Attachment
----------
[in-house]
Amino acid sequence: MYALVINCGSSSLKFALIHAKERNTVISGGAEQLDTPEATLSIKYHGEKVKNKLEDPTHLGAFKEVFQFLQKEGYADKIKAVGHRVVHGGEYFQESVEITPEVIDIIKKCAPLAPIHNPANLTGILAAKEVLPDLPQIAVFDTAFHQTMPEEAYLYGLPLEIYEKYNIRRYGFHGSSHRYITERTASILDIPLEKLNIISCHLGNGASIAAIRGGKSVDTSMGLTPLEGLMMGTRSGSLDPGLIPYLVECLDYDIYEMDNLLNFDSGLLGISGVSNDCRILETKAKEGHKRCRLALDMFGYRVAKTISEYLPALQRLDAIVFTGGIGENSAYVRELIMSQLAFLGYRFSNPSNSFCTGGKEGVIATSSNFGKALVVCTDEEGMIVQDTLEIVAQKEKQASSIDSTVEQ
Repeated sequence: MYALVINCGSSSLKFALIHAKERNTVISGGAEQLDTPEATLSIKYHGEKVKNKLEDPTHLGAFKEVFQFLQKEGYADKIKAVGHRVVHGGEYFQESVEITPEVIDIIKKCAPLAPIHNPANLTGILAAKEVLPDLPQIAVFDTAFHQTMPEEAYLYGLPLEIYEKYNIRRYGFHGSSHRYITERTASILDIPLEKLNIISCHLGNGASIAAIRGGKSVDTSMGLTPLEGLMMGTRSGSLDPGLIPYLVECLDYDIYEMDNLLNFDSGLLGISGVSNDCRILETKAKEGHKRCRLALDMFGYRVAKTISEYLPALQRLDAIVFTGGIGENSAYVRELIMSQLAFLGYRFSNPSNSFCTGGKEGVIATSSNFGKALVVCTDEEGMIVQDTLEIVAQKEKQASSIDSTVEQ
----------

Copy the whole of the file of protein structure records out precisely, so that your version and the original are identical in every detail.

[in-house]
Amino acid sequence: MYALVINCGSSSLKFALIHAKERNTVISGGAEQLDTPEATLSIKYHGEKVKNKLEDPTHLGAFKEVFQFLQKEGYADKIKAVGHRVVHGGEYFQESVEITPEVIDIIKKCAPLAPIHNPANLTGILAAKEVLPDLPQIAVFDTAFHQTMPEEAYLYGLPLEIYEKYNIRRYGFHGSSHRYITERTASILDIPLEKLNIISCHLGNGASIAAIRGGKSVDTSMGLTPLEGLMMGTRSGSLDPGLIPYLVECLDYDIYEMDNLLNFDSGLLGISGVSNDCRILETKAKEGHKRCRLALDMFGYRVAKTISEYLPALQRLDAIVFTGGIGENSAYVRELIMSQLAFLGYRFSNPSNSFCTGGKEGVIATSSNFGKALVVCTDEEGMIVQDTLEIVAQKEKQASSIDSTVEQ
Repeated sequence: MYALVINCGSSSLKFALIHAKERNTVISGGAEQLDTPEATLSIKYHGEKVKNKLEDPTHLGAFKEVFQFLQKEGYADKIKAVGHRVVHGGEYFQESVEITPEVIDIIKKCAPLAPIHNPANLTGILAAKEVLPDLPQIAVFDTAFHQTMPEEAYLYGLPLEIYEKYNIRRYGFHGSSHRYITERTASILDIPLEKLNIISCHLGNGASIAAIRGGKSVDTSMGLTPLEGLMMGTRSGSLDPGLIPYLVECLDYDIYEMDNLLNFDSGLLGISGVSNDCRILETKAKEGHKRCRLALDMFGYRVAKTISEYLPALQRLDAIVFTGGIGENSAYVRELIMSQLAFLGYRFSNPSNSFCTGGKEGVIATSSNFGKALVVCTDEEGMIVQDTLEIVAQKEKQASSIDSTVEQ